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As every resident of Toronto has likely been aware of for ages, the city has been riding the wave of booming construction for more than a decade now. City Hall amended Toronto’s zoning bylaws in the mid-90s to facilitate increased private investment in the form of major high rise construction projects. A cornerstone of this plan was to implement a way for the public, represented at City Hall, to negotiate with the private sector — trading building variances for public goods such as parks, infrastructure and other amenities that City Hall could not construct on its own.
These sorts of compromises are sanctioned under Section 37 of the Planning Act, officially adopted by City Hall in 2007. For high-rise developers, amendments like these reduce zoning bylaws to general guidelines. For instance, if a developer wants to build a condominium 12 storeys higher than is permitted under the zoning bylaw for that area, City Hall may allow a variance of 8 storeys and request that a certain number of dwellings be available for rent by low income households. The condo, while being 8 storeys higher than city planners had advised, adds maybe 100 residences onto the same floorplate. That translates to greater density with maybe 200 more people in the community and also breaks up the socio-economic homogeny in what is usually an upper-middle-class residential bubble. Increasing density like this brings many benefits with it, such as increasing the number of public transit users in that area and bringing in more patrons to small businesses nearby.
Still, these benefits come with some rather obvious downsides. Increases in traffic congestion, noise pollution and the chance of living in another building’s shadow for a few hours each day will always compel some homeowners to protest high rise developments in their neighbourhood. This sort of NIMBYism is senseless and impedes sustainable, density-oriented urban growth. Cynics, not unlike myself, might suggest that the obvious solution would be for people who want to live in the suburbs should move to the suburbs and leave the city for us progressives, however Kevin Drum writing for Mother Jones suggests a different approach.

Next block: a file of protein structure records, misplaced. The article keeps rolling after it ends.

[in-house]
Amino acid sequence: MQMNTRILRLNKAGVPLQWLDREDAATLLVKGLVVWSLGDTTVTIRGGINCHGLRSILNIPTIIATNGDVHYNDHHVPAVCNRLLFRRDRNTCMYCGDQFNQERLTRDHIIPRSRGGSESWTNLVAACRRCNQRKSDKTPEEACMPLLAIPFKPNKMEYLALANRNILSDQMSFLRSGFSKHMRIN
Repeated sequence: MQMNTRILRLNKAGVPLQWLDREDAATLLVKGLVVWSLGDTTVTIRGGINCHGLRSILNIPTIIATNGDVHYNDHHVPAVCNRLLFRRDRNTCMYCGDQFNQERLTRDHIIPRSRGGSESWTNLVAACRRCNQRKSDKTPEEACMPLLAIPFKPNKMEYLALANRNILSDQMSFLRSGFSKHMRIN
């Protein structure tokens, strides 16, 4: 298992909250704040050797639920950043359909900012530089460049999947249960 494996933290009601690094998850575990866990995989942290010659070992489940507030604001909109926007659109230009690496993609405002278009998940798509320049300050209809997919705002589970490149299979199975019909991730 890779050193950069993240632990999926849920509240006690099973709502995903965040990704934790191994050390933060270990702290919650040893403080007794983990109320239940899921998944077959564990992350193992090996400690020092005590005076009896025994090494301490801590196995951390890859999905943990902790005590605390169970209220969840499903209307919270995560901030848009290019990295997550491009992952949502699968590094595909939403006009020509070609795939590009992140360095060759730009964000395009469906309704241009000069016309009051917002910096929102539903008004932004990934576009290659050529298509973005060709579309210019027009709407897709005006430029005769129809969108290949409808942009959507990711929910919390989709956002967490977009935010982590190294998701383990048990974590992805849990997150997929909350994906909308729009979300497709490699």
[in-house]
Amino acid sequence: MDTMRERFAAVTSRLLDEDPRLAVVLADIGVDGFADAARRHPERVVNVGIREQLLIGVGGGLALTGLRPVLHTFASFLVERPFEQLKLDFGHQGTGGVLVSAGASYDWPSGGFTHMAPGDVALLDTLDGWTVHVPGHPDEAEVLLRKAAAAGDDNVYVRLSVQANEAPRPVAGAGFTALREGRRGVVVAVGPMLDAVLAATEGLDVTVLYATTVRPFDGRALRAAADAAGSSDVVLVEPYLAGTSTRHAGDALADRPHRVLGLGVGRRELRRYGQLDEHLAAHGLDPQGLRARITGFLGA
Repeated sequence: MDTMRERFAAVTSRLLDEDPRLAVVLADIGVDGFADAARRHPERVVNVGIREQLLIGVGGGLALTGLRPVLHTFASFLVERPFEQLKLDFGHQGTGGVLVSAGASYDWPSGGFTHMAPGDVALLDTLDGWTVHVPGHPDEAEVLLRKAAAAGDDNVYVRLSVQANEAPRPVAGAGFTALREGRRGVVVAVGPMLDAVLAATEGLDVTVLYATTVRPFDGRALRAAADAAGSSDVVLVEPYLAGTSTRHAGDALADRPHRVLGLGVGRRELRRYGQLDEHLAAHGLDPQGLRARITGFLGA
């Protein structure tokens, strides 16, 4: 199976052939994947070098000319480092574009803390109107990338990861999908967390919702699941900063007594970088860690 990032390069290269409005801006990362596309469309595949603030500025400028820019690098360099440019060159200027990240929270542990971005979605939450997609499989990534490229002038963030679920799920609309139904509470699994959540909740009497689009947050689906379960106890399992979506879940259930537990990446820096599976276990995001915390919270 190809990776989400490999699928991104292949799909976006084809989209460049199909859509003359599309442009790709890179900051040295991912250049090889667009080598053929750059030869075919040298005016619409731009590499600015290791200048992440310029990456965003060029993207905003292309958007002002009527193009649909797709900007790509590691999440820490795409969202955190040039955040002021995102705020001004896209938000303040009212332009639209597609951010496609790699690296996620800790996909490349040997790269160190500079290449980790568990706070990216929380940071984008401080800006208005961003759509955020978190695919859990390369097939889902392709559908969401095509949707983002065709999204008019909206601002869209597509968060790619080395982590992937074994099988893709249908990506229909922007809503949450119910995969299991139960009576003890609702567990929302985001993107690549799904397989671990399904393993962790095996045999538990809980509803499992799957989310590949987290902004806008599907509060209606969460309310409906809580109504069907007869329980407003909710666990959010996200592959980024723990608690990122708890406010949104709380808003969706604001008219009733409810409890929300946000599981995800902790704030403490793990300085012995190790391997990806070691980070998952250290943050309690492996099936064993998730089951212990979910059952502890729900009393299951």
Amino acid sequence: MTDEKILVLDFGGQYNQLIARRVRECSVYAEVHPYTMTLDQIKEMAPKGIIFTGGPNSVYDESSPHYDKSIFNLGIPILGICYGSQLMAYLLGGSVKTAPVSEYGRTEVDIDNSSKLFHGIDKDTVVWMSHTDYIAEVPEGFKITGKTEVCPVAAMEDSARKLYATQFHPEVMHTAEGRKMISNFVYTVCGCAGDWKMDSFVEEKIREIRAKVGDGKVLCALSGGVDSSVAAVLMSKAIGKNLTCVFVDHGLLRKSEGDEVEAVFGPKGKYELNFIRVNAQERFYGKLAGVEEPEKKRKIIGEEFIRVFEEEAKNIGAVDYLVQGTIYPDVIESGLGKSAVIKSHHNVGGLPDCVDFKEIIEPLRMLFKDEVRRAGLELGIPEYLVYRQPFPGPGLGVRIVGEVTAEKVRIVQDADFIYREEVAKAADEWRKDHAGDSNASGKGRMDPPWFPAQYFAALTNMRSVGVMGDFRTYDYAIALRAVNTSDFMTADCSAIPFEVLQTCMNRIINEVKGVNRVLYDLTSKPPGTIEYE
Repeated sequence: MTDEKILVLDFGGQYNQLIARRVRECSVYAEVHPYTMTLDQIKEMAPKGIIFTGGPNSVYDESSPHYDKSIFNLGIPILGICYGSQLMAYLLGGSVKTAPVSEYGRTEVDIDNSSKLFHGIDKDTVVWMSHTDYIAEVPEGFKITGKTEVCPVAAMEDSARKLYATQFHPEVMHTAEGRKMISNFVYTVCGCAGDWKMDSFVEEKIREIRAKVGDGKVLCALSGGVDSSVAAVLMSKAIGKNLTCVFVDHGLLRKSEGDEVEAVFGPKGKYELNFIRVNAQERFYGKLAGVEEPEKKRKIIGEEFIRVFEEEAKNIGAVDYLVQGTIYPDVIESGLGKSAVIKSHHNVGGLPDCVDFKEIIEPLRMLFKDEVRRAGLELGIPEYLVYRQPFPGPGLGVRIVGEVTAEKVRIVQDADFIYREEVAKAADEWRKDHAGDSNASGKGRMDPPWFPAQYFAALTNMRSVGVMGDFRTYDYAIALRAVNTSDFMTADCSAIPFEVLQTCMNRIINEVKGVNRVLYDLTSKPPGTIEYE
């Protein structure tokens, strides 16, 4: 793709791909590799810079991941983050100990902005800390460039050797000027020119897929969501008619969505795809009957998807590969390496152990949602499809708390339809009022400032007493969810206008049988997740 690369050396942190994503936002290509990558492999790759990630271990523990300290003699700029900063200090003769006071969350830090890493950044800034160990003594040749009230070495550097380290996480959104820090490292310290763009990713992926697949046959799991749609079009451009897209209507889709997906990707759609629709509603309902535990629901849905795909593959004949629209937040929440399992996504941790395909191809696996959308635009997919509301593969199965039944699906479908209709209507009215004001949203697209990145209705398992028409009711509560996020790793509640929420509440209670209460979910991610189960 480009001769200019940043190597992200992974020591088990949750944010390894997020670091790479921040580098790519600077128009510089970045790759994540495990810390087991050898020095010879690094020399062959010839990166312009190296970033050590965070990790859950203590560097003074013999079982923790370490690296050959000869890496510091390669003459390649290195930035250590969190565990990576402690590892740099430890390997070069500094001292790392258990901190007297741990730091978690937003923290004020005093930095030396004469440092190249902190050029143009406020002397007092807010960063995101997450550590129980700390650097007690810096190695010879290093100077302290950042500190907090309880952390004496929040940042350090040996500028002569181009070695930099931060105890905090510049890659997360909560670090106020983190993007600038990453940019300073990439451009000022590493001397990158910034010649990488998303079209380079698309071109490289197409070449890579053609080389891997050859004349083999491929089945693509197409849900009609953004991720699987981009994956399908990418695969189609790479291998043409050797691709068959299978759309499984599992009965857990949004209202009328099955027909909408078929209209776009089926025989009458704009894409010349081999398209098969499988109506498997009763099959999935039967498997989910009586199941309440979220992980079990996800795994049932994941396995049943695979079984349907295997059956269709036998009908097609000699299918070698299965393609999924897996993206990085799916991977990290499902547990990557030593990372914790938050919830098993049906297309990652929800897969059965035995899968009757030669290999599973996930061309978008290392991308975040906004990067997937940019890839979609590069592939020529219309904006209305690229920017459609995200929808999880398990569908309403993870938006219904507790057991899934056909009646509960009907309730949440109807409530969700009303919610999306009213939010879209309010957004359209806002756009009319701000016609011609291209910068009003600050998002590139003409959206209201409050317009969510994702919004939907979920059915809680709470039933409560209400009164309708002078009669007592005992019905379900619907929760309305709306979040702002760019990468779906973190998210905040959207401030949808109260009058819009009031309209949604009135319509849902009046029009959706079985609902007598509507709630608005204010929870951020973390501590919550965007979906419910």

“I’m certainly concerned about those things in my neighborhood, and I’d be unhappy if someone wanted to erect a 50-story skyscraper next door that turned the street outside my door into a seething, 24/7 stream of cars and weekend partiers. And unfortunately for prospective developers, that’s an externality that’s very difficult to mitigate. You can reduce it, maybe by paying for a street widening project or some such, but that’s small beer. And in theory, you could simply pay off local residents. I might not like all the new traffic and noise, but if you paid me $5,000 a year to put up with it, maybe I’d mind it a lot less. But who do you have to pay? And how much?”
Rhetorical though it may sound, I think we should consider Drum’s idea seriously. In Toronto, public-private bargaining is already real — development corporations just deal with City Hall representing the public rather than with the people directly. Moreover, isn’t it the responsibility of the city to provide the sort of public goods (libraries, parks, etc.) that are usually built by developers under Section 37 deals anyway? These are things which we need, so why do we only get them after City Hall has negotiated with the private sector to build them? I think a more equitable and judicious arrangement would be for the city itself to build the parks and libraries it needs — raise property taxes if need be, or negotiate with other levels of government to get a share of our income tax revenue — and if a developer wants to get a zoning variance, then they should be ready to pay us for it.
By Geoff K